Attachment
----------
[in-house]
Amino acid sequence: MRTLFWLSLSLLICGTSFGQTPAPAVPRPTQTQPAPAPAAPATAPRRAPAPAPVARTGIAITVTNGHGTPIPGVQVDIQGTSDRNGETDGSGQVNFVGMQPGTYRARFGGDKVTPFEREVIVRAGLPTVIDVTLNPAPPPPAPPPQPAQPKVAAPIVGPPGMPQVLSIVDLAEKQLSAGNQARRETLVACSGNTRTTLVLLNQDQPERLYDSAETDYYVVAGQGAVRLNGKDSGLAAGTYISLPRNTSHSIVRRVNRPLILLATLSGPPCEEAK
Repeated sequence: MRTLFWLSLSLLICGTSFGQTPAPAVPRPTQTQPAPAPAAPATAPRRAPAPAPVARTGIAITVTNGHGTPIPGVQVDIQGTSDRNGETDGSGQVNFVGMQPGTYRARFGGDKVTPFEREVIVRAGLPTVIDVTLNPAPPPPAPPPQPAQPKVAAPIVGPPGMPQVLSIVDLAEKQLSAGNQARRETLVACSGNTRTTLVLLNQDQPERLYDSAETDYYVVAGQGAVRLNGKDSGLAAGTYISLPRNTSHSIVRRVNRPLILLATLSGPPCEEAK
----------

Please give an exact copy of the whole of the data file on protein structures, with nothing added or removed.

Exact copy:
[in-house]
Amino acid sequence: MRTLFWLSLSLLICGTSFGQTPAPAVPRPTQTQPAPAPAAPATAPRRAPAPAPVARTGIAITVTNGHGTPIPGVQVDIQGTSDRNGETDGSGQVNFVGMQPGTYRARFGGDKVTPFEREVIVRAGLPTVIDVTLNPAPPPPAPPPQPAQPKVAAPIVGPPGMPQVLSIVDLAEKQLSAGNQARRETLVACSGNTRTTLVLLNQDQPERLYDSAETDYYVVAGQGAVRLNGKDSGLAAGTYISLPRNTSHSIVRRVNRPLILLATLSGPPCEEAK
Repeated sequence: MRTLFWLSLSLLICGTSFGQTPAPAVPRPTQTQPAPAPAAPATAPRRAPAPAPVARTGIAITVTNGHGTPIPGVQVDIQGTSDRNGETDGSGQVNFVGMQPGTYRARFGGDKVTPFEREVIVRAGLPTVIDVTLNPAPPPPAPPPQPAQPKVAAPIVGPPGMPQVLSIVDLAEKQLSAGNQARRETLVACSGNTRTTLVLLNQDQPERLYDSAETDYYVVAGQGAVRLNGKDSGLAAGTYISLPRNTSHSIVRRVNRPLILLATLSGPPCEEAK